Photo by Jon Anderson
Gary Ivey Friends of Hoover 2-8-16
Hoover Mayor Gary Ivey talks to the Friends of Hoover group about the city's planned $70 million Sportsplex next to Hoover Metropolitan Stadium during a luncheon meeting at The Egg & I restaurant in Riverchase on Monday, Feb. 8, 2016.
Hoover Mayor Gary Ivey got a warm reception today as he presented plans for the city of Hoover’s $70 million Sportsplex to the Friends of Hoover group.
The mayor gave a brief explanation about the sports complex, which is scheduled to be built next to Hoover Metropolitan Stadium, and then took questions from the 20 or so people who showed up at The Egg and I restaurant in Riverchase for his talk.
Ivey talked about how the Sportsplex will be unique for Alabama.
Plans now call for six soccer/lacrosse/football fields, eight baseball/softball fields, 15 tennis courts, a 2-mile walking track, playground, splash pad and a 141,000-square-foot indoor facility that can be used for sports, trade shows, meetings, banquets and graduation ceremonies.
Photo by Jon Anderson/sketch by Goodwyn Mills & Cawood
Hoover Sportsplex 13
The 141,000-square-foot indoor facility slated to be part of the $70 million Hoover Sportsplex will include a sports training and rehab center and food court.
The indoor facility will be able to accommodate a full-size football or soccer field, nine regulation-size basketball courts, 12 regulation-size volleyball courts or six indoor tennis courts.
“There’s nothing around here like this — not in the state of Alabama,” Ivey said. “We think it’s an incredible asset to the city … It offers everything to everybody.”
Diana Knight, a resident of the Trace Crossings community in Hoover who attended the mayor’s talk today, said she thinks the Sportsplex will be a great addition to the city that should bring a lot of visitors.
Ivey agreed and said there are close to 3,000 hotel rooms and a couple of hundred restaurants within five miles of the Sportsplex site that should serve visitors well.
As a parent of a girl who plays lacrosse, Knight said she’s also glad to see some new lacrosse fields coming to Hoover. Some of the current fields used for lacrosse turn into mud holes when it rains, she said.
Ivey said all the outdoor fields at the Sportsplex would have artificial turf, which will drain better.
Knight asked if city officials had considered putting an outdoor competition track in the complex, and Ivey said city officials considered it but determined that outdoor track events don’t draw crowds as big as the other sports do.
Ross Bridge resident Casey Middlebrooks said news reports in recent years had talked about health dangers associated with some artificial turf fields and asked what type surface the fields will have.
Ivey said he’s not the turf expert, but city officials were aware of those news reports. They checked into the issue and determined there would be no health issues with the type of turf they plan to use, he said.
Riverchase resident Arnold Singer asked the mayor to explain about how the sports complex will be financed. Ivey said the city plans to borrow money to pay for it. He said all of the city’s current debt is set to expire in six years and that the city’s annual debt payments will drop from $10 million to $4 million at that time.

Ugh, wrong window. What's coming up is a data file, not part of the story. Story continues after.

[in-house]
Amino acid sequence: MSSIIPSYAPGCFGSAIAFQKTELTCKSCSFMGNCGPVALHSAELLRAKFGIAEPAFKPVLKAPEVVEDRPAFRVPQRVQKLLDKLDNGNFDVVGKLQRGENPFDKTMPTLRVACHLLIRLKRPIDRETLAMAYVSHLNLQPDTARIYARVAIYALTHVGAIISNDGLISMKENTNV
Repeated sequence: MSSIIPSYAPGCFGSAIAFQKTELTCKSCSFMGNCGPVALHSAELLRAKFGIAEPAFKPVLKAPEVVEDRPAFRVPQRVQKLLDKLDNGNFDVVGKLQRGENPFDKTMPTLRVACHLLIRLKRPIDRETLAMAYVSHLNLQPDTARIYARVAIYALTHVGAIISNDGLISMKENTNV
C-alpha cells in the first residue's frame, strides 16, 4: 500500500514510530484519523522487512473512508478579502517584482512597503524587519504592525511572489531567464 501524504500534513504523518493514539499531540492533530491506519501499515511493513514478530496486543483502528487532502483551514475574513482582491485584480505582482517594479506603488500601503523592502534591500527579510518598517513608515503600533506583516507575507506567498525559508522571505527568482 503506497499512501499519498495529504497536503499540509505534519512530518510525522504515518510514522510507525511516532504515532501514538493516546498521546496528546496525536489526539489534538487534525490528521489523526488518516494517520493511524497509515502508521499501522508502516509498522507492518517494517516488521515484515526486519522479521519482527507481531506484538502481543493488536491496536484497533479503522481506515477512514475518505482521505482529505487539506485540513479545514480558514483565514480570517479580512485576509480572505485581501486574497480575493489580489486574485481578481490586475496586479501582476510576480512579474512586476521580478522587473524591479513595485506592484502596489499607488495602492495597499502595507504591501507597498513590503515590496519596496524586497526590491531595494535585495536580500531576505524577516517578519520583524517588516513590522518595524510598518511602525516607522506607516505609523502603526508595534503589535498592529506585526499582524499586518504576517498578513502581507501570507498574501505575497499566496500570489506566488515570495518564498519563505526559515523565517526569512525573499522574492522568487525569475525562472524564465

Bluff Park resident Kerry Leasure said her three children aren’t into sports, but she thinks the Sportsplex will be a great facility.
“I’m really excited about the splash pad,” she said. “We’ve been driving up to Gardendale because they have a really good one up there.”
Leasure said she hopes the city now can find $70 million for a third high school.
Georgia Pearson, another Bluff Park resident, asked the mayor if city officials have looked at how similar facilities in other states have fared.
Ivey said Hoover officials already have been to visit similar facilities in Georgia and Florida and will be traveling to South Carolina to see another one on Tuesday. City officials want to find out what is working for these other facilities and what is not before they begin construction, he said.
Right now, construction is set to begin in June following the completion of the Southeastern Conference Baseball Tournament in May. The indoor sports complex is slated for completion in May 2017, and the rest of the complex should be finished a year after that, Ivey said.
Pearson also noted that this sports complex is very close to the Cahaba River and asked what is being done to protect the Cahaba.
Ivey said the city tries to be very protective of the Cahaba. There are several hundred acres between the sports complex and the river that should help protect the Cahaba, he said. He also noted a detention pond that is shown on the city’s designs for the 120-acre complex.
Ivey said the indoor complex will be big enough to host trade shows with 300 10-by-10-foot booths, banquets of up to 2,400 people and events such as high school graduation ceremonies that can hold up to 5,000 people.
Ivey said he’s heard a lot of complaints from people about having to go outside of the city for Hoover and Spain Park graduation ceremonies, and this should provide another option.
Hoover and Spain Park high schools typically hold their graduation ceremonies during the same week as the SEC Baseball Tournament. Ivey acknowledged that the SEC tournament and graduation ceremonies at the Sportsplex likely could not be held at the same time, but he thinks school officials would be willing to make adjustments to move graduation ceremonies to another time.
“We certainly can’t move the SEC. They’re a lot bigger than us,” he said.
City officials also still have work to do to determine how much the sports complex can be used by Hoover youth and adult sports leagues for their regular recreational play, versus using the complex for tournaments that draw teams from outside the city, Ivey said.